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Value: The Four Cornerstones of Corporate Finance 1st Edition, Kindle Edition
While you can find numerous books focused on the topic of corporate finance, few offer the type of information managers need to help them make important decisions day in and day out.
Value explores the core of corporate finance without getting bogged down in numbers and is intended to give managers an accessible guide to both the foundations and applications of corporate finance. Filled with in-depth insights from experts at McKinsey & Company, this reliable resource takes a much more qualitative approach to what the authors consider a lost art.
- Discusses the four foundational principles of corporate finance
- Effectively applies the theory of value creation to our economy
- Examines ways to maintain and grow value through mergers, acquisitions, and portfolio management
- Addresses how to ensure your company has the right governance, performance measurement, and internal discussions to encourage value-creating decisions
A perfect companion to the Fifth Edition of Valuation, this book will put the various issues associated with corporate finance in perspective.
From the Inside Flap
Corporate leaders are regularly confronted with conventional wisdom and half-truths about value creation. They're given conflicting advice about what will or won't appeal to investors, often contradicting their own judgment about what builds lasting worth in their companies and the economy.
In Value: The Four Cornerstones of Corporate Finance, partners from the management consulting firm of McKinsey & Company describe the basic principles of value creation and their relevance. Internalizing these principles—or cornerstones—gives decision makers the independence and courage they need to challenge conventional wisdom, defy half-truths, and build thriving businesses.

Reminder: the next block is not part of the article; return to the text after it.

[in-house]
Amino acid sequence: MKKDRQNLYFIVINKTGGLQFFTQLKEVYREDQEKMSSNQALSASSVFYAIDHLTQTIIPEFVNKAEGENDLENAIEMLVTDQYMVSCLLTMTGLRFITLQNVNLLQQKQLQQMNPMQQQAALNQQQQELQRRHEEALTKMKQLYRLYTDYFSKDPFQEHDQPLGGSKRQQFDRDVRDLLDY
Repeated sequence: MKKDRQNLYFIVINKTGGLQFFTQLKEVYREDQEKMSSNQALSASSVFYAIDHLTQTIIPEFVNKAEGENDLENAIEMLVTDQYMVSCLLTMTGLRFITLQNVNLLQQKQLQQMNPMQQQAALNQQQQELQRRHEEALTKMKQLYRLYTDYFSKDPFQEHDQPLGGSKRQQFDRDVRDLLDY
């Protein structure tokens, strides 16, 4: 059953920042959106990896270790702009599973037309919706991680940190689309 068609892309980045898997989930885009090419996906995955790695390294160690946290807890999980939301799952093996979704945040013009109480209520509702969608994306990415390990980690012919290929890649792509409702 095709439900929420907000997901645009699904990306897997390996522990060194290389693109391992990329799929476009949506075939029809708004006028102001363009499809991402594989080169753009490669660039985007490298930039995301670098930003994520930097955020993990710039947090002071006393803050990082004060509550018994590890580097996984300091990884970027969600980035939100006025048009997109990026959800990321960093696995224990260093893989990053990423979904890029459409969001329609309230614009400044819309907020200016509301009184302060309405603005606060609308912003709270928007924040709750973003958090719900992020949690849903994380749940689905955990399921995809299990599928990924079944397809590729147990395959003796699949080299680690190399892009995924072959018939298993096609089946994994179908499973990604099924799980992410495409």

The four cornerstones are:
The Core of Value: a business's value is driven by its growth and return on capital, and resulting cash flows
The Conservation of Value: value is created when companies generate higher cash flows, not by simply rearranging investors' claims on cash flows
The Expectations Treadmill: movements in company share prices reflect changes in the stock market's expectations, not just underlying performance
The Best Owner: the value of a business is not an absolute but, rather, depends on who is managing it and the strategy pursued
While there are many books that cover selected topics within corporate finance—often for specialized practitioners—it's the rare book that offers leaders a unifying viewpoint of business. Value is that book.--This text refers to the hardcover edition.
From the Back Cover
"Value will help senior leaders and their boards act on bold ideas for creating value in the businesses they lead. The four principles of value creation are a concise guide to growing and shaping companies."
—Ed Breen, Chairman and Chief Executive Officer, Tyco International Ltd.
"In a complex business world, we shouldn't overlook the relatively simple financial principles that underlie the creation of long-term shareholder value. This book gives corporate leaders a clear base of knowledge for creating and sustaining value under any economic, industry, or company circumstances."
—Dominic J. Caruso, Chief Financial Officer, Johnson & Johnson
"More than a handbook, this is the bible of value creation. It should be read by corporate leaders across the entire spectrum. It also reminds us not to ignore the abiding financial principles that guide companies to long-term value creation."
—Stefan Krause, Chief Financial Officer, Member of the Management Board, Deutsche Bank AG
"A valuable source of guidance for business leaders who are focused on creating real, lasting value."
—Mark Loughridge, Senior Vice President and Chief Financial Officer, Finance and Enterprise Transformation, IBM Corporation
"A very useful, no-nonsense guide for creating shareholder value. Competition, capital structure, acquisitions, buybacks, dividends, and more—it's all here with straightforward principles and examples."